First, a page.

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Priceline.com Cuts Back

Much troubled Priceline.com said it has slashed about 11 percent of its workforce and "re-focused resources on its core businesses."

The company said it will continue with its name-your-own-price service for airline tickets, hotel rooms, rental cars, home finance, long distance and new cars, but will indefinitely postpone the introduction of its business-to-business, term life and cell phone services and put a halt to efforts to expand into Japan.

Priceline, which has never made a profit, also said it would take an unspecified restructuring charges in the fourth quarter. The jobs cuts affect "approximately 48 positions ... in connection with the postponements and ongoing efficiency measures," the company said.

The announcement was made after the bell yesterday, when the company's stock closed at $1.87, down from its 52-week high of over $104. The stock was up to $2.12 shortly after the market opened this morning as investors reacted positively to the news.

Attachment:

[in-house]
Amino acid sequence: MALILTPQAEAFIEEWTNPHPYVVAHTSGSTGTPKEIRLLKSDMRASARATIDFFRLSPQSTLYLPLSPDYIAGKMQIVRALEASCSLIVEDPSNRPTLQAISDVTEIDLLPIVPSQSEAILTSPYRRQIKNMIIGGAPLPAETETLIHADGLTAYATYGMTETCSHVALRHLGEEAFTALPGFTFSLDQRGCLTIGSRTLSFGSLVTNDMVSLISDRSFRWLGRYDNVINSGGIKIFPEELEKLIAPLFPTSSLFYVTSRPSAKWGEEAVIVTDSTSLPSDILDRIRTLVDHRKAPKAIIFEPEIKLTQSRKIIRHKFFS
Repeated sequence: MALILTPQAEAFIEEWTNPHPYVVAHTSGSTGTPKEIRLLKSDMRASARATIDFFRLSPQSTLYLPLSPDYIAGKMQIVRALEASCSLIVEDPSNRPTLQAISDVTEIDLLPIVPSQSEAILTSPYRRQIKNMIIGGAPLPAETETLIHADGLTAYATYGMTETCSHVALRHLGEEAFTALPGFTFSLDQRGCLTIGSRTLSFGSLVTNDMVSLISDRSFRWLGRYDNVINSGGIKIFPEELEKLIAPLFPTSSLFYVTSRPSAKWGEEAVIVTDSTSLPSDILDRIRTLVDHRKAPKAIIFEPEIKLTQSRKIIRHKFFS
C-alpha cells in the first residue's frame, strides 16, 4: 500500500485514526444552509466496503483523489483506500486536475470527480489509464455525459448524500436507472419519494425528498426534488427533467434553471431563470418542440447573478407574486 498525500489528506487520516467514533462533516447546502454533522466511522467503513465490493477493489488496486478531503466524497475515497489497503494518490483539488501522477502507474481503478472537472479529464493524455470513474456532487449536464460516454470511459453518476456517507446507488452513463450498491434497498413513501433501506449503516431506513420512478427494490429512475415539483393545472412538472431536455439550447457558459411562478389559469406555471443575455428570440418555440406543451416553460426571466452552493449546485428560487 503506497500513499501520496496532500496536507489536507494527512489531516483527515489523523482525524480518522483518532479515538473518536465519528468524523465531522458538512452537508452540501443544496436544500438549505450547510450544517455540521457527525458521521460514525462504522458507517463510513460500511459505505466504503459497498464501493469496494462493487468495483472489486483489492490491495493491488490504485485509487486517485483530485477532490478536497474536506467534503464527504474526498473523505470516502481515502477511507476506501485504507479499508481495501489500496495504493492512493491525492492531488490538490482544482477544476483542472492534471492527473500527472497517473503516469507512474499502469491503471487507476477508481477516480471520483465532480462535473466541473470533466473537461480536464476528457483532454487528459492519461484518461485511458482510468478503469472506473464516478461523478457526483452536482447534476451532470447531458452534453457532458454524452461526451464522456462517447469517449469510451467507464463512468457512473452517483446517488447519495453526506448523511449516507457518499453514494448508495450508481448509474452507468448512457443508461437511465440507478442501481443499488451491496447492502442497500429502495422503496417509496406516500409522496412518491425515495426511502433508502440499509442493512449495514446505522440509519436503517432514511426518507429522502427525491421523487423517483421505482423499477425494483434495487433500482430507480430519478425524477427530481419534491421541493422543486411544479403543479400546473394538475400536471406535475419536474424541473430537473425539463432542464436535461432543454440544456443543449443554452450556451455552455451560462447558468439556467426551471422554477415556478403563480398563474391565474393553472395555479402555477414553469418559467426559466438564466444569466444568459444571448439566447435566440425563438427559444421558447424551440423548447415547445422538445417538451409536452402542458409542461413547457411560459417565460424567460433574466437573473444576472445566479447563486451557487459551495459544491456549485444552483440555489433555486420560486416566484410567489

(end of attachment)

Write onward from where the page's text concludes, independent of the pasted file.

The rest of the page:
Priceline.com and Softbank E-commerce Corp., a subsidiary of Softbank Corp., said they have discontinued discussions to introduce Priceline.com's buyer-driven e-commerce platform to Japan. The two companies entered into a non-binding letter of intent in July and a formation agreement in September to form a new company, but said that definitive agreements could not be reached and so the talks were discontinued.

As far as the postponements go, the company said that they will "relieve the company of ... significant financial and operational burdens..."

The measures are part of a broader program to strengthen Priceline.com's travel business through new marketing programs, improving business processes, enhancing its Web site and improving customer service, the company said.

"Priceline.com remains committed to building a profitable business with high customer satisfaction and long-term growth potential," said Priceline.com President and CEO Daniel H. Schulman.

Priceline's troubles began early in the fall when its advertising was called into question and consumer complaints resulted in a state investigation. The company later bailed out of the grocery business as its stock began to go into free fall.